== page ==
We all started out as a fertilized egg: a solitary cell about as wide as a shaft of hair. That primordial sphere produced the ten trillion cells that make up each of our bodies. We are not merely sacs of identical cells, of course. A couple hundred types of cells arise as we develop. We’re encased in skin, inside of which bone cells form a skeleton; inside the skull are neurons woven into a brain.
What made this alchemy possible? The answer, in part, is viruses.
Viruses are constantly swarming into our bodies. Sometimes they make us sick; sometimes our immune systems vanquish them; and sometimes they become a part of ourselves. A type of virus called a retrovirus makes copies of itself by inserting its genes into the DNA of a cell. The cell then uses those instructions to make the parts for new viruses. HIV makes a living this way, as do a number of viruses that can trigger cancer.
On rare occasion, a retrovirus may infect an egg. Now something odd may happen. If the egg becomes fertilized and gives rise to a whole adult individual, all the cells in its body will carry that virus. And if that individual has offspring, the virus gets carried down to the next generation.
At first, these so-called endogenous retroviruses lead a double life. They can still break free of their host and infect new ones. Koalas are suffering from one such epidemic. But over thousands of years, the viruses become imprisoned. Their DNA mutates, robbing them of the ability to infect new hosts. Instead, they can only make copies of their genes that are then inserted back into their host cell. Copy after copy build up the genome. To limit the disruption these viruses can cause, mammals produce proteins that can keep most of them locked down. Eventually, most endogenous retroviruses mutate so much they are reduced to genetic baggage, unable to do anything at all. Yet they still bear all the hallmarks of viruses, and are thus recognizable to scientists who sequence genomes. It turns out that the human genome contains about 100,000 fragments of endogenous retroviruses, making up about eight percent of all our DNA.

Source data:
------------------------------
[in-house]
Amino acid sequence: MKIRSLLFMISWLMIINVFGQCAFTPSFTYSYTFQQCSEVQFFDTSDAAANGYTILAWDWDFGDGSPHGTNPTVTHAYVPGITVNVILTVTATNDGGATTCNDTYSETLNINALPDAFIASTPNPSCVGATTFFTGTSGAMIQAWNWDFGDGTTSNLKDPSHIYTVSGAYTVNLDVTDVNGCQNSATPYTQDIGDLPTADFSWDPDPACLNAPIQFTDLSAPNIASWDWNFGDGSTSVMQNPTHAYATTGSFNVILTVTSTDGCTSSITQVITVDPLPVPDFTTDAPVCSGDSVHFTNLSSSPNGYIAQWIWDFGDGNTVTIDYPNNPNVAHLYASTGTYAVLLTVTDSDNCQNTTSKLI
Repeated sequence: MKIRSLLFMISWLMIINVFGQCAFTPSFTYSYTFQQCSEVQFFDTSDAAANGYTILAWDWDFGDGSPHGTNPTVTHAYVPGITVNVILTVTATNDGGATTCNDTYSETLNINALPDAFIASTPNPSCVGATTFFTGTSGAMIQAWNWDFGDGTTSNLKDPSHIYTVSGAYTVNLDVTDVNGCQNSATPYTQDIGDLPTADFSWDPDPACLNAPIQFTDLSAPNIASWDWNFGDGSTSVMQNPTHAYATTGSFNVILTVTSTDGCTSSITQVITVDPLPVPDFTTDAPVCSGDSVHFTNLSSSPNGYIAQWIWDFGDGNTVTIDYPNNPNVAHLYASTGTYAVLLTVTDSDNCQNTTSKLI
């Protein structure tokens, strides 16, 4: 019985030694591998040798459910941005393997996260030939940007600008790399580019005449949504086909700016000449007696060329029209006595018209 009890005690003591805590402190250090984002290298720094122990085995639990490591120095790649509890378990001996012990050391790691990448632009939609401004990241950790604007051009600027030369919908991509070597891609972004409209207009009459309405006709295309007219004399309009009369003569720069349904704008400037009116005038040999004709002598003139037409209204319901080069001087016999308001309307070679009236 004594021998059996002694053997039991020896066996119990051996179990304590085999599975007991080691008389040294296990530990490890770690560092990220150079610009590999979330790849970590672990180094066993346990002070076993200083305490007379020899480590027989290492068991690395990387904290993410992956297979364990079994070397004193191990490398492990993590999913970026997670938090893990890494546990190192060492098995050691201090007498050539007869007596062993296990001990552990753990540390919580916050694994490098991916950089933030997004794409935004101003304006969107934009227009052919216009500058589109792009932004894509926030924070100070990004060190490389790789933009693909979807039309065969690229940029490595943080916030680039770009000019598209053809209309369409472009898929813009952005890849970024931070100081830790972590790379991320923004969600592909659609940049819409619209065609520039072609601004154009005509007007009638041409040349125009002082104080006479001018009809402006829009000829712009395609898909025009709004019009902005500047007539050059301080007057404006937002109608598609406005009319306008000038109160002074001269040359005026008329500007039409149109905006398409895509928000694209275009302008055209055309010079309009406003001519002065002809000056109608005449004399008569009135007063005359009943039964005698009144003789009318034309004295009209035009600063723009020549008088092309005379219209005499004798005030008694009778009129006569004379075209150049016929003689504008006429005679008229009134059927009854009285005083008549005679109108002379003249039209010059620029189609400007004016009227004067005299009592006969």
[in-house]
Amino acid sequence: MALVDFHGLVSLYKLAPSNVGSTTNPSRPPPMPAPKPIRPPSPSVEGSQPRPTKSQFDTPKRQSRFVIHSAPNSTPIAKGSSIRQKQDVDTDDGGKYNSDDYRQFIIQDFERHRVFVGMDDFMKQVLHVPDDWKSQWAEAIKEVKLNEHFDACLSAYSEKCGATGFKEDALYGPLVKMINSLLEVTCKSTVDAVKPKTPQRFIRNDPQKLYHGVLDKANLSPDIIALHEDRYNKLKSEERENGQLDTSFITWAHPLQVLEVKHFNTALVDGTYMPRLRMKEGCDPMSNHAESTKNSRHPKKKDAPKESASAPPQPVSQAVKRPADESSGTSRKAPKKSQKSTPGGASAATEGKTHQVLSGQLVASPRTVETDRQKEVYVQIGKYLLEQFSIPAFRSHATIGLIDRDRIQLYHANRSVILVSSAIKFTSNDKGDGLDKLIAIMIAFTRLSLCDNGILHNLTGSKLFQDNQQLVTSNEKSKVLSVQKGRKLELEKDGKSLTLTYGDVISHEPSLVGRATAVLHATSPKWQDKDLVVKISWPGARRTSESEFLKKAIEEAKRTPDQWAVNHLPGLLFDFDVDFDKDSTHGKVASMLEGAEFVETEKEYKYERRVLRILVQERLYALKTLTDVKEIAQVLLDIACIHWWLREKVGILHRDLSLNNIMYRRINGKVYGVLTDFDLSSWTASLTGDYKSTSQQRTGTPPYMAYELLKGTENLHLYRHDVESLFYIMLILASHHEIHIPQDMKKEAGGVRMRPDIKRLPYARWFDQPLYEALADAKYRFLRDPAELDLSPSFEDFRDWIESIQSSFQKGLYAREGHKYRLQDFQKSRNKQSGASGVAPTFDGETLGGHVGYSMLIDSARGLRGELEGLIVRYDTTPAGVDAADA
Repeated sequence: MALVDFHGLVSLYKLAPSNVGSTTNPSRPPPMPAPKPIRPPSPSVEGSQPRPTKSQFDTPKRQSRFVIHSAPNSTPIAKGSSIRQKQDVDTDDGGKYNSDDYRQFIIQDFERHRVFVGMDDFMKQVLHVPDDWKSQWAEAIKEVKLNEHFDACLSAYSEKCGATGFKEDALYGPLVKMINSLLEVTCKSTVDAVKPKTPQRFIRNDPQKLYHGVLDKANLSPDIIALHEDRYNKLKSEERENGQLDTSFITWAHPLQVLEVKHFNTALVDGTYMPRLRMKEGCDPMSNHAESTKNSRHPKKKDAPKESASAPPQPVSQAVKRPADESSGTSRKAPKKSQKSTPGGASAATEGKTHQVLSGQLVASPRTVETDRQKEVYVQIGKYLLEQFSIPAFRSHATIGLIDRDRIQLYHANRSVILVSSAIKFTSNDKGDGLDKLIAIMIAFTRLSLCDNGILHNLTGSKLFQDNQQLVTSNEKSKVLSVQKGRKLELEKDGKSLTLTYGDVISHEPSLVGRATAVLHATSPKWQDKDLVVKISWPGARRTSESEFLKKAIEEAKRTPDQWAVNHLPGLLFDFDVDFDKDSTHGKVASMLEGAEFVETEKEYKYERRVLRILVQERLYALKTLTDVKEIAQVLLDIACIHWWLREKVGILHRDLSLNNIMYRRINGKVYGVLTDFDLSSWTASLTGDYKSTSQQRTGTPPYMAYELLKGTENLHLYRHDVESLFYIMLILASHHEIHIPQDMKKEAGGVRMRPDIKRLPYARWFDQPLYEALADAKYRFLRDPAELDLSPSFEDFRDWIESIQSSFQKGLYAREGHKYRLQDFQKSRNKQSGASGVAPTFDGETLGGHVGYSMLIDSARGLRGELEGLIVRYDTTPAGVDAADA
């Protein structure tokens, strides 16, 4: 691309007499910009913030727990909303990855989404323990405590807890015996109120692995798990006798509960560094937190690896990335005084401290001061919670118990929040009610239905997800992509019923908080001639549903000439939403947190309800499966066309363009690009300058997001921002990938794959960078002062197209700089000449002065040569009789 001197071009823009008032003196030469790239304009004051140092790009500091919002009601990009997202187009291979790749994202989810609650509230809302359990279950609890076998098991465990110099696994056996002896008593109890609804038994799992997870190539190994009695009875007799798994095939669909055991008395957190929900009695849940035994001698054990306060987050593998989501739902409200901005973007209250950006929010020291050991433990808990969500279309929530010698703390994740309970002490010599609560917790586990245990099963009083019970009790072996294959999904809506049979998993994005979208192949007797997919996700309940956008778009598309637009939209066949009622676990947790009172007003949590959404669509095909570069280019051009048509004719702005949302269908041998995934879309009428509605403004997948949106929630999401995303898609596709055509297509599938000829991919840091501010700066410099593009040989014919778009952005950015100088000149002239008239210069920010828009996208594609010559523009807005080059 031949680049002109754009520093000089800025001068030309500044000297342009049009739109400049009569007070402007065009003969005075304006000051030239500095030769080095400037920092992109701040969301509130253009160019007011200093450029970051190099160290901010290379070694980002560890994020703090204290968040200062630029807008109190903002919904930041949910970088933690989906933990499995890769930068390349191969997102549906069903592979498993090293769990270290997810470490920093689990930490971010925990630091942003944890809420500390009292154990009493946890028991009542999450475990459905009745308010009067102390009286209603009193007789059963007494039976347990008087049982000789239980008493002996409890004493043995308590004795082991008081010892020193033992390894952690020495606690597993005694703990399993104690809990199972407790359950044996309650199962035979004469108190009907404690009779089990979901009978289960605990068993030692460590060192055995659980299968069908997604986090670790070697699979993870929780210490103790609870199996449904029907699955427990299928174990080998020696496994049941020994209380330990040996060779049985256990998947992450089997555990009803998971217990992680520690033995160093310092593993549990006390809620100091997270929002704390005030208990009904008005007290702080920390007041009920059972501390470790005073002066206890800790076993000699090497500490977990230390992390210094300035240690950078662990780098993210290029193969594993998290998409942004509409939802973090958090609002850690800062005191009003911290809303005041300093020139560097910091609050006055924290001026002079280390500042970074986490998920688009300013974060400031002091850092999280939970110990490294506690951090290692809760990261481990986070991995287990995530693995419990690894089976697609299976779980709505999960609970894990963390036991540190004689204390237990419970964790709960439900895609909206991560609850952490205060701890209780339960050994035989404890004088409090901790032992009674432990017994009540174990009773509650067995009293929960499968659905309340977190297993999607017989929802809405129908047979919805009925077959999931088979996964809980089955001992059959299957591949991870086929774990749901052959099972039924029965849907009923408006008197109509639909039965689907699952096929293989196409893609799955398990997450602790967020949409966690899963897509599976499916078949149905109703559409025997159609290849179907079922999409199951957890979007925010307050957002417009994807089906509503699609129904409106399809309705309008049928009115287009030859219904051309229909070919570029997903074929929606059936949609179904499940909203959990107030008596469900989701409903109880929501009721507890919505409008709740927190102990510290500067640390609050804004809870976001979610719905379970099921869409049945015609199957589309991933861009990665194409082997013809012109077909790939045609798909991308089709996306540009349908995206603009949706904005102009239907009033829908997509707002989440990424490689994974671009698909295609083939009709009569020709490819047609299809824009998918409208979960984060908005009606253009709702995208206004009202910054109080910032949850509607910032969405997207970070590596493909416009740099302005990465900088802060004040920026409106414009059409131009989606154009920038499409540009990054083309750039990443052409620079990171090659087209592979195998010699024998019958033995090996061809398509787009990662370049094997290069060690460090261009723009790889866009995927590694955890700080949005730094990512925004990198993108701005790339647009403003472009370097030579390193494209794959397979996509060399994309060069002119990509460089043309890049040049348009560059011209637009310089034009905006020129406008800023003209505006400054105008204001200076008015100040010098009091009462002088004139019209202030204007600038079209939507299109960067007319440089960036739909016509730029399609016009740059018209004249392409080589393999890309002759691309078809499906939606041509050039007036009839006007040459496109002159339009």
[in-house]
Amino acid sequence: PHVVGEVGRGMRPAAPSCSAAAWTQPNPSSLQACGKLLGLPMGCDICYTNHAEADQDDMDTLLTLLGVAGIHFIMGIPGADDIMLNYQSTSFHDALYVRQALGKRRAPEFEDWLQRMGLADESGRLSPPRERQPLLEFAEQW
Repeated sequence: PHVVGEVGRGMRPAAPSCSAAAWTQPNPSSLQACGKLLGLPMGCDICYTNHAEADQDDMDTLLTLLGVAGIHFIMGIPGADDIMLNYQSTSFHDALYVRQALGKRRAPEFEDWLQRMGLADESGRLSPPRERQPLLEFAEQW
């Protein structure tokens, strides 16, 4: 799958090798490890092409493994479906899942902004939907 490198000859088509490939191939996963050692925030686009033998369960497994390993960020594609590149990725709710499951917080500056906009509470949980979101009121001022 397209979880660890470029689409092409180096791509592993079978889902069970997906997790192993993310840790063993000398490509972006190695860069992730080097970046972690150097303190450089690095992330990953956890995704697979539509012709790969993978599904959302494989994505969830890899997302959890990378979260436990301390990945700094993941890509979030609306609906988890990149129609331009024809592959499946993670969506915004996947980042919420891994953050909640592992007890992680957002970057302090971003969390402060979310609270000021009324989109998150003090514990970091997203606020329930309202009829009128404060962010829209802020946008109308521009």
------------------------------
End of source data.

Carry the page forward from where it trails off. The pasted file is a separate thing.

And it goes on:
Evolution is an endlessly creative process, and it can turn what seems utterly useless into something valuable. All the viral debris scattered in our genomes turns out to be just so much raw material for new adaptations. From time to time, our ancestors harnessed virus DNA and used it for our own purposes. In a new paper in the journal Nature, a scientist named Samuel Pfaff and a group of fellow scientists report that one of those purposes to help transform eggs into adults.
In their study, Pfaff and his colleagues at the Salk Institute for Biological Sciences examined fertilized mouse eggs. As an egg starts to divide, it produces new cells that are capable of becoming any part of the embryo–or even the membrane that surrounds the embryo or the placenta that pipes in nutrients from the animal’s mother. In fact, at this early stage, you can pluck a single cell from the clump and use it to grow an entire organism. These earliest cells are called totipoent.
After a few days, the clump becomes a hollowed out ball. The cells that make the ball up are still quite versatile. Depending on the signals a cell gets at this point, it can become any cell type in the body. But once the embryo reaches this stage, its cells have lost the ability to give rise to an entirely new organism on their own, because they can’t produce all the extra tissue required to keep an embryo alive. Now the cells are called pluripotent. The descendants of pluripotent cells gradually lose their versatility and get locked into being certain types of cells. Some become hematopoetic cells, which can turn into lots of different kinds of blood cells but can no longer become, say, skin cells.